'The role of the Court in making an assessment of damages which depends upon its view as to what will be and what would have been is to be contrasted with its ordinary function in civil actions of determining what was. In determining what did happen in the past a Court decides on the balance of probabilities. Anything that is more probable than not it treats as certain. But in assessing damages which depend upon its view as to what will happen in the future or would have happened in the3. 1970 A.C. 166 @ 177 (H.L.)future if something had not happened in the past, the Court must make an estimate as to what arc the chances that a particular thing will or would have happened and reflect those chances, whether they are more or less than even, in the amount of damages which it awards.'
Charles worth & Percy on 'Negligence' refers to the exercise as essentially partaking of what belongs to the realm of conjecture and hypothesis :
'....Much of the calculation necessarily must be in the realms of hypothesis 'and in that region arithmetic is a good servant But a bad master' since there are so often many imponderables. In every case 'it is theoverall picture that matters' and the Court must try to assess as best as it can the loss suffered by each dependent having regard to all the circumstances but subject to the fact that 'it is the wood that has to be looked at, and not the individual trees....'
12. Indeed there were two approaches in assessing damages, the first referred to in Davies - v. - Powll Duffryn Associated Collieries Limited and Ors. 1942 A.C. 601 in Nance - v. - British Colonnelial Electric Railway Company Ltd. 1951 A.C. 601. In DAV1ES' case Lord Wright said :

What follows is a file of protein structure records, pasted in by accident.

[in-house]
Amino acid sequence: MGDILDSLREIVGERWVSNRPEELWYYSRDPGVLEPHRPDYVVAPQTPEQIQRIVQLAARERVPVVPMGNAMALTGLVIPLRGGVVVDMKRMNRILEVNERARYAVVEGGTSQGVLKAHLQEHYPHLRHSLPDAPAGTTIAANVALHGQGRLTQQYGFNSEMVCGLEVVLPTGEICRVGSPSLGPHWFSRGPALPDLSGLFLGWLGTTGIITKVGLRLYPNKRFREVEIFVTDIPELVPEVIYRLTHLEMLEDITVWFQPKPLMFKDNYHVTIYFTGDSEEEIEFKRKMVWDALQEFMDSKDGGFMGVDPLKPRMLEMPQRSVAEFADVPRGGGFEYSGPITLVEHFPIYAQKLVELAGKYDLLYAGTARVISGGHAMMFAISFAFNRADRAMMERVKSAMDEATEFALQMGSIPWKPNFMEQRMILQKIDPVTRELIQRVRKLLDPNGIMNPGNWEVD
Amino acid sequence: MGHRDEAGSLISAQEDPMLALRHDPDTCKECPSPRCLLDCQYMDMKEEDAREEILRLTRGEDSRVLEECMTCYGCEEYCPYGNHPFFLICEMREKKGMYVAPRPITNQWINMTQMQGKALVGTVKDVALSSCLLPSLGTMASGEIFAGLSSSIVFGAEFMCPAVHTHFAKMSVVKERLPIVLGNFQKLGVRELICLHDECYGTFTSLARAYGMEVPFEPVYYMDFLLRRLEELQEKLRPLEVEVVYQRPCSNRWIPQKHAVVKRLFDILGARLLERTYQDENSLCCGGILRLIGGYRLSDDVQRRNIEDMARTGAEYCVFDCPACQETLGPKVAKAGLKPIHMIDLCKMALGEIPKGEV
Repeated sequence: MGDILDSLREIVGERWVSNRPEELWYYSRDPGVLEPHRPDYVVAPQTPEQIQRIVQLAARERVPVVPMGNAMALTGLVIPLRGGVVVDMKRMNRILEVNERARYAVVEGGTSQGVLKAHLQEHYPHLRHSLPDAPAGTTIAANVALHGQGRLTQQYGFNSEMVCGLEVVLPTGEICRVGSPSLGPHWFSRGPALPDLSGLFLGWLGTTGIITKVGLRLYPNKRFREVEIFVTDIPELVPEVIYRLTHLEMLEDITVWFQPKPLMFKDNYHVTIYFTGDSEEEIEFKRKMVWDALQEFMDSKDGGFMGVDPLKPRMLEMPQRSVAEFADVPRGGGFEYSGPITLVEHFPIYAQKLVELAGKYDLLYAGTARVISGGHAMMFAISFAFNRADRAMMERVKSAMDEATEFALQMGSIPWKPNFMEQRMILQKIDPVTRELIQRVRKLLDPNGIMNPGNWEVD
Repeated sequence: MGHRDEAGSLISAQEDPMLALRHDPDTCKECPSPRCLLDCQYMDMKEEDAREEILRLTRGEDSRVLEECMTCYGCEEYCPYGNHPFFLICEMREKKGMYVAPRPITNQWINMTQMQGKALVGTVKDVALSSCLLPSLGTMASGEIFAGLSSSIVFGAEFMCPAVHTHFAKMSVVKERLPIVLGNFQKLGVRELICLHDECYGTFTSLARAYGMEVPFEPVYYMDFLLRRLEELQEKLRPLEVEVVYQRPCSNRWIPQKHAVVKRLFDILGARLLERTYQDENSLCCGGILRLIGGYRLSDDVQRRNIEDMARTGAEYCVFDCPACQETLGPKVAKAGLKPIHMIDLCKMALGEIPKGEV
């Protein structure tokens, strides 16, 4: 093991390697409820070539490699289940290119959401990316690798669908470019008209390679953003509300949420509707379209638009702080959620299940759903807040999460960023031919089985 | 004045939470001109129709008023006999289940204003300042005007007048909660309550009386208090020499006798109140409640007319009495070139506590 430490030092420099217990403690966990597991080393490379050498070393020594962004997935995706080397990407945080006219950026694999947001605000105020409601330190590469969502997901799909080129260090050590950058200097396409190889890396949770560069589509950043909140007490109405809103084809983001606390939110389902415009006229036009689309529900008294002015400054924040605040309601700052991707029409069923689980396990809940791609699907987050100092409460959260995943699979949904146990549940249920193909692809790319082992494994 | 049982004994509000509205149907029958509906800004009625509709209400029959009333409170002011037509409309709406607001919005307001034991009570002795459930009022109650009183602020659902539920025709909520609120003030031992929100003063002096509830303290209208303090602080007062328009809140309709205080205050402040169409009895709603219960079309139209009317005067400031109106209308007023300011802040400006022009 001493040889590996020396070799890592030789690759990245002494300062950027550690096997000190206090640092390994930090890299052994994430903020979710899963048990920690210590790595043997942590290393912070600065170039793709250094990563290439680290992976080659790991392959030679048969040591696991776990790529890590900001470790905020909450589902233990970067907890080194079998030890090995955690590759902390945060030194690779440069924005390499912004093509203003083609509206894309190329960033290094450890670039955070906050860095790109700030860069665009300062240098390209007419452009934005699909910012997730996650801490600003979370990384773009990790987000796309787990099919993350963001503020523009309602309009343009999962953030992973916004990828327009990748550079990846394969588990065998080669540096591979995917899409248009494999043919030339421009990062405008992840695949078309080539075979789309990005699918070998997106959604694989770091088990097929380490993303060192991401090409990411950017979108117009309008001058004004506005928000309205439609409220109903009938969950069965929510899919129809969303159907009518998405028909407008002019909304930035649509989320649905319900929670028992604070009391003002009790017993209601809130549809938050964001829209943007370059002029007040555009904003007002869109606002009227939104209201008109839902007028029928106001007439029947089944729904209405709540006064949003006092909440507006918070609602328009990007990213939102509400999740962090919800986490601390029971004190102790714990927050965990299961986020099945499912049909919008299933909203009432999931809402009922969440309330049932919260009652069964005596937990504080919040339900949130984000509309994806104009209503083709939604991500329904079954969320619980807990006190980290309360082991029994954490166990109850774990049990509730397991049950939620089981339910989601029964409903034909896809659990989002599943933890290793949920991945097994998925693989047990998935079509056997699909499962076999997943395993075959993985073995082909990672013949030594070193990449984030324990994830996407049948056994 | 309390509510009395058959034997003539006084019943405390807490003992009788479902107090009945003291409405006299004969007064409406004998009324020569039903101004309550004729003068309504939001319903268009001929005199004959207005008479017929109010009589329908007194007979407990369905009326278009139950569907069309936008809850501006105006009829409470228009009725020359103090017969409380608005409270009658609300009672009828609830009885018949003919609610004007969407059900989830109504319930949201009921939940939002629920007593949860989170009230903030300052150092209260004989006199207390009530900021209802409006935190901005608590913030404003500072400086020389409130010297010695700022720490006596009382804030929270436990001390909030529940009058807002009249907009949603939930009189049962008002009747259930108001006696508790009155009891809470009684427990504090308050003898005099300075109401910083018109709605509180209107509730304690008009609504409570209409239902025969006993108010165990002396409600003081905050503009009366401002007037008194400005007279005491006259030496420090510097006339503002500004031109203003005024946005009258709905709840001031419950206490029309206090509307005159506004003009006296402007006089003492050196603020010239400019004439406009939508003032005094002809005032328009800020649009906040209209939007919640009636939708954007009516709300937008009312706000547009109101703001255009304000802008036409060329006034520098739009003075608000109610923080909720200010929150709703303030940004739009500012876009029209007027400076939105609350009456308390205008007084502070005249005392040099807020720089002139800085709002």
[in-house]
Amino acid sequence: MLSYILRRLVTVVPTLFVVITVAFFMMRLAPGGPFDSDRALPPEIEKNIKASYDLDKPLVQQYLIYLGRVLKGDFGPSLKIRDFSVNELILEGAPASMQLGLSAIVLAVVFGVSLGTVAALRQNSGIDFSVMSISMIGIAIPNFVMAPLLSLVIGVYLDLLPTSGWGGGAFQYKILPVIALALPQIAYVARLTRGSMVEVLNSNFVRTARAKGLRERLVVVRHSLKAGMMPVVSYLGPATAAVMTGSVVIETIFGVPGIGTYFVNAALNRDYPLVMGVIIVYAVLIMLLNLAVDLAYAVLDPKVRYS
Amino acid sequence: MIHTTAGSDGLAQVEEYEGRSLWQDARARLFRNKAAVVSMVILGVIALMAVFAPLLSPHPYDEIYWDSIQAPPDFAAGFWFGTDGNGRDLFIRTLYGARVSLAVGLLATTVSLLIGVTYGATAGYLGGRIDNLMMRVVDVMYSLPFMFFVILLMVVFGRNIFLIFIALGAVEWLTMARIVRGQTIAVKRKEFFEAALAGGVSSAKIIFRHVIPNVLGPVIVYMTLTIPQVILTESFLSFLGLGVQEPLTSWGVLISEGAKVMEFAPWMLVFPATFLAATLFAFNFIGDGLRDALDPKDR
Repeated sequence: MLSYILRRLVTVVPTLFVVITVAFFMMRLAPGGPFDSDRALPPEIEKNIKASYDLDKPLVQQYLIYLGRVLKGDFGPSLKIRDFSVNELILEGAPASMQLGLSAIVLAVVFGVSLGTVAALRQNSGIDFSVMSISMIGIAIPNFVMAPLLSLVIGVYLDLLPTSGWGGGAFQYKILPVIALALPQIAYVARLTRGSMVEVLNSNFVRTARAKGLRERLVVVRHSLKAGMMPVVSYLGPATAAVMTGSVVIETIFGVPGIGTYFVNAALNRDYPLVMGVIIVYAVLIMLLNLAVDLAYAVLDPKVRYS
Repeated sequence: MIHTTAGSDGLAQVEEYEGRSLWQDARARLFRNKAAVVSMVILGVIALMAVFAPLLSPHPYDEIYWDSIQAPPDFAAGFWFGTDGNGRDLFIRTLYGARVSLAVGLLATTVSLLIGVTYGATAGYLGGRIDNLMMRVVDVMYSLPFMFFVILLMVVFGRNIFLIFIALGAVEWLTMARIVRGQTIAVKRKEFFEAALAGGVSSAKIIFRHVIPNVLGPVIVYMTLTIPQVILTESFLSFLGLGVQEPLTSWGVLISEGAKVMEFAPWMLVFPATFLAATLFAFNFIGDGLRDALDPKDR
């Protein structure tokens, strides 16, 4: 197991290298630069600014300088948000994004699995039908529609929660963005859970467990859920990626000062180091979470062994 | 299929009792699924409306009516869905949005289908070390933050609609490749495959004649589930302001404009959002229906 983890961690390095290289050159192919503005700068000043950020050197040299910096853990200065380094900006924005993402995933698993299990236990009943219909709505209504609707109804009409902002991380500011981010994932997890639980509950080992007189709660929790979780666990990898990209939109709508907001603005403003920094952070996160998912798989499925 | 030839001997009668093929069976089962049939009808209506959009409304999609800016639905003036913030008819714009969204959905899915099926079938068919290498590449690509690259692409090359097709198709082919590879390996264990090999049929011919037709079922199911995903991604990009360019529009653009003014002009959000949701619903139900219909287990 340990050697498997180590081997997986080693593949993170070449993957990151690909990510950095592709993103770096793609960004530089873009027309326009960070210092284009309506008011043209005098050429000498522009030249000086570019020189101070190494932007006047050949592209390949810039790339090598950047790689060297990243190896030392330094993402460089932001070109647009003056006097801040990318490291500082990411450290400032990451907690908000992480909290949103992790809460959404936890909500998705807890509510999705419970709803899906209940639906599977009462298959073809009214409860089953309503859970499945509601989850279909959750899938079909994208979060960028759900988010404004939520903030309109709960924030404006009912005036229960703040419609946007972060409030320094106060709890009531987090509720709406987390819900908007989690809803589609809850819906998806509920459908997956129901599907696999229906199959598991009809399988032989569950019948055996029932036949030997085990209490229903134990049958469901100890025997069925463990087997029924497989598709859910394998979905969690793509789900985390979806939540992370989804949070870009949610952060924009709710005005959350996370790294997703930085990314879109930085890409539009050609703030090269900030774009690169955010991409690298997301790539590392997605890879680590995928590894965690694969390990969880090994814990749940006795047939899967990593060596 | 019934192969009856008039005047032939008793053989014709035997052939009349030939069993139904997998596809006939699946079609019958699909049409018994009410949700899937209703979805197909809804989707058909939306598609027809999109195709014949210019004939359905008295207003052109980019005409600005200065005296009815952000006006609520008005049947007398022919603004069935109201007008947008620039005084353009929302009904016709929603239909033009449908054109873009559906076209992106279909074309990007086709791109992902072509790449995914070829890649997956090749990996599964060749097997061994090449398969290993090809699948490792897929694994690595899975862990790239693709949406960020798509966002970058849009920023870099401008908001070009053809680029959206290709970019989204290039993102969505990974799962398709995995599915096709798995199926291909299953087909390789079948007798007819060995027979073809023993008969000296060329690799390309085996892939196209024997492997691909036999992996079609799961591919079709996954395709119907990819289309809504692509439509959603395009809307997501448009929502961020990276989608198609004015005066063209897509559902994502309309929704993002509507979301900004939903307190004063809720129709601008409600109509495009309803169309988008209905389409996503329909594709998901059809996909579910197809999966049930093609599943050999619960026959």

'The starting point is the amount of wages which the deceased was earning, the ascertainment of which to some extent may depend on the regularity of his employment. Then there is an estimate of how much was required or expended for his own personal and living expenses. The balance will give a datum or basic figure which will generally be turned into a lump sum by taking a certain number of years' purchase. That sum, however, has to be taxed down by having due regard touncertainties, for instance, that the widow might have again married and thus ceased to be dependant, and other like matters of speculation and doubt...'
These observations are now to be read subject to the later innovation that the deductions for the uncertainties and vicissitudes etc, are generally made by the adjustment in and moderation of the multiplier itself.
In Nance's case5 Viscount Simon stated :
'Under the first head - indeed, for the purposes of both heads - it is necessary first te estimate what was the deceased man's expectation of life if he had not been killed when he was: (let this be 'X' years and next what sums during these X years hewould probably have applied to the support of his wife. In fixing x, regard must be had not only to his age and bodily health, but to the possibility of a premature determination of his life by a later accident....'